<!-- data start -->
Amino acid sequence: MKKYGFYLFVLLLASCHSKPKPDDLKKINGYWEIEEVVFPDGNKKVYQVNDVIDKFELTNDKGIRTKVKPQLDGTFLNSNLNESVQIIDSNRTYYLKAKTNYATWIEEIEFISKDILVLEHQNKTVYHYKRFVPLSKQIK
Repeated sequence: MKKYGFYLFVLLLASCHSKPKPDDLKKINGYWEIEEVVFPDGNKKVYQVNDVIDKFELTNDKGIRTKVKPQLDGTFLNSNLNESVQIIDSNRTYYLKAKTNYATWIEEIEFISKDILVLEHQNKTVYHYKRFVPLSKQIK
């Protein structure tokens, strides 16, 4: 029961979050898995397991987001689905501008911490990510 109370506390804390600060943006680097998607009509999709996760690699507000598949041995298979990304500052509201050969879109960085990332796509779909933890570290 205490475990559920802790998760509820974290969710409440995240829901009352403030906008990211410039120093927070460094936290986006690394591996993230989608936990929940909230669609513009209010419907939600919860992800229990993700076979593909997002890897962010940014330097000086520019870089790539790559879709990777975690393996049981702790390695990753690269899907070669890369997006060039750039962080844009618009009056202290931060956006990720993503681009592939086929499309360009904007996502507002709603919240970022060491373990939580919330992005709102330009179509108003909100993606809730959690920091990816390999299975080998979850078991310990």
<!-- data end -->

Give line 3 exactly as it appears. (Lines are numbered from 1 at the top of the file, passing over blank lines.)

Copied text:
């Protein structure tokens, strides 16, 4: 029961979050898995397991987001689905501008911490990510 109370506390804390600060943006680097998607009509999709996760690699507000598949041995298979990304500052509201050969879109960085990332796509779909933890570290 205490475990559920802790998760509820974290969710409440995240829901009352403030906008990211410039120093927070460094936290986006690394591996993230989608936990929940909230669609513009209010419907939600919860992800229990993700076979593909997002890897962010940014330097000086520019870089790539790559879709990777975690393996049981702790390695990753690269899907070669890369997006060039750039962080844009618009009056202290931060956006990720993503681009592939086929499309360009904007996502507002709603919240970022060491373990939580919330992005709102330009179509108003909100993606809730959690920091990816390999299975080998979850078991310990």